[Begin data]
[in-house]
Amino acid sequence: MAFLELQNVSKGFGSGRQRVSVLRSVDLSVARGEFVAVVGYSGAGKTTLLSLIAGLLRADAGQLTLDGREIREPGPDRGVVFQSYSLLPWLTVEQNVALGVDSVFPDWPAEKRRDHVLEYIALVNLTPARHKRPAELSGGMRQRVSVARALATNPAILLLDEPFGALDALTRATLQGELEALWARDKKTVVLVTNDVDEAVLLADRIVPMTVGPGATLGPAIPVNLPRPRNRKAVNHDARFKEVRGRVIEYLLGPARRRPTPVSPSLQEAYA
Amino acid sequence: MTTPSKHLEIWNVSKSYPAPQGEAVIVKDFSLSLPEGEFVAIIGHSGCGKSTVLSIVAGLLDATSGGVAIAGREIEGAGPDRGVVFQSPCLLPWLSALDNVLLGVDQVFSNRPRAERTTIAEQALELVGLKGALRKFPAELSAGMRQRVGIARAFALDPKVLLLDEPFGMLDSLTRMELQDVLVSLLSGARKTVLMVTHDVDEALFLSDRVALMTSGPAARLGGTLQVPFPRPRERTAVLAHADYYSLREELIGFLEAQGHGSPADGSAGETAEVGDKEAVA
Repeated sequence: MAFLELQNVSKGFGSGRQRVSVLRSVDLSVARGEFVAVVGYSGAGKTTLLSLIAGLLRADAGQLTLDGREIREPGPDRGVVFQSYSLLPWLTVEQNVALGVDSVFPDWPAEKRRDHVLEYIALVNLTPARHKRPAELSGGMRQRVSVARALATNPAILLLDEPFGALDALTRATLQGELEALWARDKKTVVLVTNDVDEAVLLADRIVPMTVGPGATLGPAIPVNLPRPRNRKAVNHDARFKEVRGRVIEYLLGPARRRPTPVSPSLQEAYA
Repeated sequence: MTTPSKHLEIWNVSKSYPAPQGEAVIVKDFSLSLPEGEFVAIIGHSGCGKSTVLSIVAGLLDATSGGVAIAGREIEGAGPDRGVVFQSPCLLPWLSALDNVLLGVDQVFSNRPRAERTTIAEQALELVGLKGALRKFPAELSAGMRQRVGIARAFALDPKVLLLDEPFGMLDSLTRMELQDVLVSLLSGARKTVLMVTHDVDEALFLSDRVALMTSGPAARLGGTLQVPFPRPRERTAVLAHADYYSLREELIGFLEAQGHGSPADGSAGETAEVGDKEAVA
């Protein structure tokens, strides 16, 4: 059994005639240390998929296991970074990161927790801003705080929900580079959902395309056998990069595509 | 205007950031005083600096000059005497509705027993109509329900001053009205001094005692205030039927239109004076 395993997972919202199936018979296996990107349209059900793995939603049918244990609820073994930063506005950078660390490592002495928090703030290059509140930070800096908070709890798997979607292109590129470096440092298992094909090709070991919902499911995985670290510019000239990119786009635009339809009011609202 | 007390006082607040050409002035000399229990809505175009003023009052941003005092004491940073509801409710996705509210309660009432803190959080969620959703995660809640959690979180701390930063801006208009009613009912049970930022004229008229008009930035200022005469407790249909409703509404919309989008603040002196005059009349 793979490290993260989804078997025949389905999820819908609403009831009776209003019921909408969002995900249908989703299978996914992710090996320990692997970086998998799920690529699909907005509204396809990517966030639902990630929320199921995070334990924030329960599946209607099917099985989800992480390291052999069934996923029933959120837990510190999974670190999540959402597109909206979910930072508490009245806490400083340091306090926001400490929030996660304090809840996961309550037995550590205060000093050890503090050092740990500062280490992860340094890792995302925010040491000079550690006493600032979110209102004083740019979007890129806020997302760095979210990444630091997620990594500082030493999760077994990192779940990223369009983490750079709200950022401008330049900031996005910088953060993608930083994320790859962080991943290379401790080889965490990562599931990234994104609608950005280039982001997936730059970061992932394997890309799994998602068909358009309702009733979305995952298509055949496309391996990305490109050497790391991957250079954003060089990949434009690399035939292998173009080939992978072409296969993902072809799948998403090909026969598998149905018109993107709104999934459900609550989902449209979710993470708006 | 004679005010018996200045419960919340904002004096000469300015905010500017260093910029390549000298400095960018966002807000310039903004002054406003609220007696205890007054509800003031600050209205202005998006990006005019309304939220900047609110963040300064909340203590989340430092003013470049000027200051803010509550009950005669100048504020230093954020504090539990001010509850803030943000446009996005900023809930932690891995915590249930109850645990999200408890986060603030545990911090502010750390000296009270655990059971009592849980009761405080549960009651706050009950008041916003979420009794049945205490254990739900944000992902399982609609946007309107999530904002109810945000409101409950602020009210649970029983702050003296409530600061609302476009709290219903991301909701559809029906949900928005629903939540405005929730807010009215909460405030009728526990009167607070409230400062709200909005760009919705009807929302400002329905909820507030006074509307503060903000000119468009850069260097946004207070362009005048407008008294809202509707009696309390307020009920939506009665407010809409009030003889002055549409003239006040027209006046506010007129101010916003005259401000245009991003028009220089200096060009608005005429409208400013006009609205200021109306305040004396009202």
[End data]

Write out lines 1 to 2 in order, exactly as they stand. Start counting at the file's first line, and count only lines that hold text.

[in-house]
Amino acid sequence: MAFLELQNVSKGFGSGRQRVSVLRSVDLSVARGEFVAVVGYSGAGKTTLLSLIAGLLRADAGQLTLDGREIREPGPDRGVVFQSYSLLPWLTVEQNVALGVDSVFPDWPAEKRRDHVLEYIALVNLTPARHKRPAELSGGMRQRVSVARALATNPAILLLDEPFGALDALTRATLQGELEALWARDKKTVVLVTNDVDEAVLLADRIVPMTVGPGATLGPAIPVNLPRPRNRKAVNHDARFKEVRGRVIEYLLGPARRRPTPVSPSLQEAYA